“What does one do in a place like this?” Ally ran her hands over the smooth wooden chairs and flicked her eyes over a chalkboard sign that advertised the price of coffee and bagels.
Amos pulled out a chair and sat down at a booth. “Pass the time,” he said, leaning back and resting his arm over the back of the neighboring seat.
“Pass the time? That sounds impossible. To whence are you passing it?” Ally sat down across from Amos, trying to copy his manner as best she could.
Amos chuckled, his eyes crinkled up in amusement. He was laughing at her. “Beg your pardon,” he said, although he did not look the least bit sorry. “It’s a figure of speech. It simply means that we sit here for a while doing nothing until something more fun comes along.”
A man in a crisp white shirt interrupted them, setting two glasses of water on their table. “Would you like to order?”
“I’ll have coffee – half-café with cream and no sugar – and a blueberry bagel with cream cheese,” Amos said abruptly. He paused, looking at Ally. “Would you like to order?”
“Order who?” Ally was confused.
Amos chuckled again. “Never mind.” He nodded to the white-shirted man. “She’ll have the same.”
“Very good, sir,” the man said, nodding abruptly and hurrying away with short, quick steps.
Amos lifted a glass of water to his lips, looking out the window at the flow of people passing by. But Ally watched the white-shirted man disappear through a swinging door at the back of the café. “Is he a friend of yours?” she asked.
Amos snorted, spitting water across the table. “Oh, Ally,” he exclaimed, setting his glass down and leaning back in his chair. Then he tilted his head back and laughed outright.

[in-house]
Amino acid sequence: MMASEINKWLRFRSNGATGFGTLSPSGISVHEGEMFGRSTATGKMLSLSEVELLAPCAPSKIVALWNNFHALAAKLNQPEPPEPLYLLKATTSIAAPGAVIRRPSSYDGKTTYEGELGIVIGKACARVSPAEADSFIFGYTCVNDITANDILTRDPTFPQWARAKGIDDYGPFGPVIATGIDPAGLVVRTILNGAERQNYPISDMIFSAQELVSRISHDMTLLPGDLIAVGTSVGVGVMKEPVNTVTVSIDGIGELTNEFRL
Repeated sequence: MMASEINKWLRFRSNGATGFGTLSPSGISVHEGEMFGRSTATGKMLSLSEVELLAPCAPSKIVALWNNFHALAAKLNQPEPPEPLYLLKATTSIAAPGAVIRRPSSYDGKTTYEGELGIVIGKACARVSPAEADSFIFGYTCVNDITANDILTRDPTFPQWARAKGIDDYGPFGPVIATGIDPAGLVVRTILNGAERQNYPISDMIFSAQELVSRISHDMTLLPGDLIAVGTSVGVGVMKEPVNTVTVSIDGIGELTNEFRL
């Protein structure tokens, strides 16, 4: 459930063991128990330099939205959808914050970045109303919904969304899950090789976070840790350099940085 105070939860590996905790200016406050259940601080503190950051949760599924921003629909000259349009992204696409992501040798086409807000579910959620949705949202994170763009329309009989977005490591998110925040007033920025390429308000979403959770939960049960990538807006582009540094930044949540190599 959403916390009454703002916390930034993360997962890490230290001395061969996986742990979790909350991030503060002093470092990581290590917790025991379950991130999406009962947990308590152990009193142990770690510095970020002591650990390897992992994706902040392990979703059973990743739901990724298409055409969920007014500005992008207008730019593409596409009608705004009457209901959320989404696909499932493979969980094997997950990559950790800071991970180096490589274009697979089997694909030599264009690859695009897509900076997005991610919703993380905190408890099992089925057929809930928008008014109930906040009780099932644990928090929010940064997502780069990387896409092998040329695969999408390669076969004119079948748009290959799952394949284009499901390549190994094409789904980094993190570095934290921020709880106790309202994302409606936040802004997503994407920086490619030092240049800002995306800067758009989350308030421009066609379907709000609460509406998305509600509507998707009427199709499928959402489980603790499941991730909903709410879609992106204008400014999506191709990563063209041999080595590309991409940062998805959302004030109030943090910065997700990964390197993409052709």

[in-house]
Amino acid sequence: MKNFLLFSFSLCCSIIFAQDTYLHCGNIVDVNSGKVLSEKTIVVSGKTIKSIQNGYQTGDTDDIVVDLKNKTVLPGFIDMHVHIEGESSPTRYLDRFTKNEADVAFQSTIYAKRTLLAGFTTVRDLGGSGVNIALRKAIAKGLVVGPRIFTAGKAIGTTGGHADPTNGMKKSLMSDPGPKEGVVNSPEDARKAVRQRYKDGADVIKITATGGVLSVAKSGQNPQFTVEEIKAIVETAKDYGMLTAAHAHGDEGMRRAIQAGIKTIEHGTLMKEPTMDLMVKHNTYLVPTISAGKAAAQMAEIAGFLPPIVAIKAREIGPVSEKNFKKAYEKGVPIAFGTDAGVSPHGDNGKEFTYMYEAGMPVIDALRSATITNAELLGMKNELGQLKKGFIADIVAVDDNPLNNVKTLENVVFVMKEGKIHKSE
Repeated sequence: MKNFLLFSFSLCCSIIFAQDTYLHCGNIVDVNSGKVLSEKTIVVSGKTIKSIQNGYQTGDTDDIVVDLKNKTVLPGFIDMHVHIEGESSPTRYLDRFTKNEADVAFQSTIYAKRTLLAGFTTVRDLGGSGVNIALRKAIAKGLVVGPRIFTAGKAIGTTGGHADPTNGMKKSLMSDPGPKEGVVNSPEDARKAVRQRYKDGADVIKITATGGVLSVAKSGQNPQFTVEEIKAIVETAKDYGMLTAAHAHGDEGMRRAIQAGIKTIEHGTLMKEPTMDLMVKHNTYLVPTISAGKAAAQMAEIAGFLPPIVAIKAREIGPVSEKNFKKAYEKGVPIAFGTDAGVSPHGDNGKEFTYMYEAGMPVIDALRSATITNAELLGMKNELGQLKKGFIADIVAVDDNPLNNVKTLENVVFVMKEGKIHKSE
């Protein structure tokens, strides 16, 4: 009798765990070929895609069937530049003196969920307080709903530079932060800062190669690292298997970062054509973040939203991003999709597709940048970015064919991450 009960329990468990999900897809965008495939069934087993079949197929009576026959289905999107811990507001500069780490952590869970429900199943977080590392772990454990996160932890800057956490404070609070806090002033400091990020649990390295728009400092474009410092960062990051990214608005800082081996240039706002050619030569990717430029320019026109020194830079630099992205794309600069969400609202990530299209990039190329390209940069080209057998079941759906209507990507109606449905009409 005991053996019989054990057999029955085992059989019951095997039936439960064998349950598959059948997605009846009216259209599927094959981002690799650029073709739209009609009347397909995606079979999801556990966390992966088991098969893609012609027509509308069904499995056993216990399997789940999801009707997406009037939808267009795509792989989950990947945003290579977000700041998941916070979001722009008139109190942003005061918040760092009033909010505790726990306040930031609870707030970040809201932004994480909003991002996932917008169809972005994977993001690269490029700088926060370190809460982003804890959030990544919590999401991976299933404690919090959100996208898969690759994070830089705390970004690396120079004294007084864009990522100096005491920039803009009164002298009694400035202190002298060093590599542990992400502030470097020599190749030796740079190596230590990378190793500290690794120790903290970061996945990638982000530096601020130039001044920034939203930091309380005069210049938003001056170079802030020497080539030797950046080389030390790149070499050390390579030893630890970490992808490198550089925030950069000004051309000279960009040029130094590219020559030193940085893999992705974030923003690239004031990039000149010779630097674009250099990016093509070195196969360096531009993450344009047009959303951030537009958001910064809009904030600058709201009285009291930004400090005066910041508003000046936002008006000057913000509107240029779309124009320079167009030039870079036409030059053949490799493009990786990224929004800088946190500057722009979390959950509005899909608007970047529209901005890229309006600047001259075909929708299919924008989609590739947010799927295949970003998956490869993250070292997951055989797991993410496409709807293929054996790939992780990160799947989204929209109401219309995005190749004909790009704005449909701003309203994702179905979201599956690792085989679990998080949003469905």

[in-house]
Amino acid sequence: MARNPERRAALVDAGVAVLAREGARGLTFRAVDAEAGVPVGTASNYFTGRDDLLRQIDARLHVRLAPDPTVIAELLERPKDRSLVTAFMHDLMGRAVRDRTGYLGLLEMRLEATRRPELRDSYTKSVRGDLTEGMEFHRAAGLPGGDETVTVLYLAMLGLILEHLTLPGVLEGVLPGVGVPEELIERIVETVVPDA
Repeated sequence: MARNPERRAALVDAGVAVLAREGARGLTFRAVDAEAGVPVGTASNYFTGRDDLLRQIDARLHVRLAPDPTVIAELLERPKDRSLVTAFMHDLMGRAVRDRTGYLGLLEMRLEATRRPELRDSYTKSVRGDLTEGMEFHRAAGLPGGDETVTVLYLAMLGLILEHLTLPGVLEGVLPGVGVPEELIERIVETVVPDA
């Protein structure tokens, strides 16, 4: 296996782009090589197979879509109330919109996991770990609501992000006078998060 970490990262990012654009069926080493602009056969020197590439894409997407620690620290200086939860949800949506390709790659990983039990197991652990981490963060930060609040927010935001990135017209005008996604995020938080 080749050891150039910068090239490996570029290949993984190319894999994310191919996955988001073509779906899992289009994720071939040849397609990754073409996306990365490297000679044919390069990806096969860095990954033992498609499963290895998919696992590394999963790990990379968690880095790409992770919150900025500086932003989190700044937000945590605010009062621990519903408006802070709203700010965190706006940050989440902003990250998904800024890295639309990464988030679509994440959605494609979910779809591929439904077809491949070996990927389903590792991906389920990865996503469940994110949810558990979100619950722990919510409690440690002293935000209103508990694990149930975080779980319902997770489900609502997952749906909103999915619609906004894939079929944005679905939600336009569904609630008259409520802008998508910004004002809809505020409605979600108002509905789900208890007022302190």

Ally folded her arms. “It’s awkward enough to be in a strange place where I don’t know the customs,” she said. “It doesn’t help to have you collapsing in merriment over my every blunder.”
“I’m sorry, Ally,” he said, his lips still quivering upward at the corners. “But you are so green, I can’t help it. I love seeing my world through your eyes.”
Ally flushed, but kept her arms crossed. “Well, I’d like to see it through yours so you’d better start explaining.”
“The man is a waiter – I pay the people here so that he can bring me food.” Amos spoke slowly and simply, as though explaining things to a very small child. “You and I will sit here and eat and talk about pleasant things until 4pm, at which time I am taking you to see a movie. Never mind what a movie is – you will see when you get there.” He shook his head. “Don’t take everything so seriously, Ally. It’s okay to make a blunder or two.”
The white-shirted waiter returned then, bringing two cups of steaming brown liquid and two round breads piled high with a white substance.
“It smells amazing,” Ally said, inhaling the rich aroma. This, perhaps, was a custom she could get used to. “But wasteful. Why pay a man when you could walk back there and get it yourself?”
Amos’ eyes twinkled, but he didn’t laugh this time. Instead, he lifted a bagel, smothered in cream cheese, and took a bite. “Because, Ally,” he said. “This is how we ‘pass the time’.”